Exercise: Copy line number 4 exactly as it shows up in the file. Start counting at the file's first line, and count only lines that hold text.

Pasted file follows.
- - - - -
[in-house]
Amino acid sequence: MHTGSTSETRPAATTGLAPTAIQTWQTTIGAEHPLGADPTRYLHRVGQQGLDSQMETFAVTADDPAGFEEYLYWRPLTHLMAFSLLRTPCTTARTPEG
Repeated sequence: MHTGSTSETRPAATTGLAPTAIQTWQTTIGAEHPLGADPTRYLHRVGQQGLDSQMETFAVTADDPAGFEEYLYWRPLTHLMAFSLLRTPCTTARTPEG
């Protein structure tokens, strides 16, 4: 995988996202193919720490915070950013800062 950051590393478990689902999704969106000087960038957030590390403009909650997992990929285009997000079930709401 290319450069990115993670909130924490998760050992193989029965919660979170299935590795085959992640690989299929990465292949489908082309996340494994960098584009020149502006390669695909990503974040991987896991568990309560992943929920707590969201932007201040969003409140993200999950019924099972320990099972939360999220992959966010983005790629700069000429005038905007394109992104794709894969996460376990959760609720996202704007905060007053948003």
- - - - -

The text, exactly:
């Protein structure tokens, strides 16, 4: 995988996202193919720490915070950013800062 950051590393478990689902999704969106000087960038957030590390403009909650997992990929285009997000079930709401 290319450069990115993670909130924490998760050992193989029965919660979170299935590795085959992640690989299929990465292949489908082309996340494994960098584009020149502006390669695909990503974040991987896991568990309560992943929920707590969201932007201040969003409140993200999950019924099972320990099972939360999220992959966010983005790629700069000429005038905007394109992104794709894969996460376990959760609720996202704007905060007053948003």